The Wall Street Journal - Seven General Motors officials dumped all of the stock they directly own in the auto maker as it faces scenarios that would either dilute or wipe out common shareholders.
On Monday, the same day Chief Executive Fritz Henderson said the company still could avoid seeking bankruptcy protection, six insiders, but not Mr. Henderson, disclosed selling an aggregate 204,711 shares at prices from $1.45 to $1.61 a share, or $323,657 in total.
In 4 p.m. New York Stock Exchange composite trading Tuesday, GM's shares fell 20%, or 29 cents, to $1.15, its lowest close in 76 years, on April 27, 1933.
Vice Chairman Robert A. Lutz, who moved into an advisory role last month and will retire by the end of the year, had the largest transaction, selling 81,360 shares for $130,990.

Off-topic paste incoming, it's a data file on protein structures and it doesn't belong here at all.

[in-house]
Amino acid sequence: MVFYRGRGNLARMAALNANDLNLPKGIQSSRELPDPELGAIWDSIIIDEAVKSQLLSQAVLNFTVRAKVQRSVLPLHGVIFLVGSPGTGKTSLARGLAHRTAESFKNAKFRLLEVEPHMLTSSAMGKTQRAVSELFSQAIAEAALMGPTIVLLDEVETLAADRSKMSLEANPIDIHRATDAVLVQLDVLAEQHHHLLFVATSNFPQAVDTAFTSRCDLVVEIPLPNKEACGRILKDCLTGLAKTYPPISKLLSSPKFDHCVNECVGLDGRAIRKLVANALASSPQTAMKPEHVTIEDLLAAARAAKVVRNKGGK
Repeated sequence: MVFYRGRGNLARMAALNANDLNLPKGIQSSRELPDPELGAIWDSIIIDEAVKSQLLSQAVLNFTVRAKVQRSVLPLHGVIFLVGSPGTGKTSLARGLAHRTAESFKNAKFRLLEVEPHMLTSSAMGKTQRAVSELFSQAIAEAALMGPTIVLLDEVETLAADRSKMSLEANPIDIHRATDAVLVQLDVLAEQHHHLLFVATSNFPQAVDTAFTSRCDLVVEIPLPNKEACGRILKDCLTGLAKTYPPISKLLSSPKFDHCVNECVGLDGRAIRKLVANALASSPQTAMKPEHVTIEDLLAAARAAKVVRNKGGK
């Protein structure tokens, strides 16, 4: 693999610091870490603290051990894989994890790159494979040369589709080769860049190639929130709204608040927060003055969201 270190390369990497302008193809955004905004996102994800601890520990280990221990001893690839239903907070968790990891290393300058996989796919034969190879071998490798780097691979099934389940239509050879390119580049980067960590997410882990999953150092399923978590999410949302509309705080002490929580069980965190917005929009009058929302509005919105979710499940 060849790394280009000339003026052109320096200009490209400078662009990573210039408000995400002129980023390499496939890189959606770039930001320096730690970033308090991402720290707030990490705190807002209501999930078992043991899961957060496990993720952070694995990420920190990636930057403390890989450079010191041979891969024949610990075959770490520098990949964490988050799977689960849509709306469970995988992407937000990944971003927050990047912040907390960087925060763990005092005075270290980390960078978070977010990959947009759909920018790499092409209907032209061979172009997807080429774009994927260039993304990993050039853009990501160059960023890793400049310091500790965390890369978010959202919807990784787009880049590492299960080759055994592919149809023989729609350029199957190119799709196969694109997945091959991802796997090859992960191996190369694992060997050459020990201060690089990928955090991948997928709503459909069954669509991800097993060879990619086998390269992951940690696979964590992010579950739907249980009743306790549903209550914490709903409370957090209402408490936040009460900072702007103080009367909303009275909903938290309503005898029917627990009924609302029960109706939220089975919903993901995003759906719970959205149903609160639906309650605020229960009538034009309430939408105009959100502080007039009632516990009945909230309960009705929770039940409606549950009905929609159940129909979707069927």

The recent sales followed a disclosure last month that an independent fiduciary, citing the possibility of a GM bankruptcy, sold all of the GM shares in two employee-benefit plans. Also last month, Maureen Kempston Darkes, the president of GM Latin America, Africa and Middle East, disposed of 18,471 shares for $33,433.
"These particular executives made the decision to sell their shares in advance of what we know is going to be happening over the next few weeks," GM spokeswoman Julie Gibson said.
GM is facing a June 1 restructuring deadline from the government and could file for Chapter 11 bankruptcy protection if it is unable to complete a debt-for-equity exchange for $27 billion in unsecured bonds.
Stephen J. Lubben, a bankruptcy-law professor at Seton Hall University School of Law in Newark, N.J., said bankruptcy is the likeliest outcome for GM and would render the shares practically worthless. Even if the exchange offer were to succeed, investors would be left with shares that won't be worth much, he said.http://online.wsj.com/article/SB124213933912010873.html
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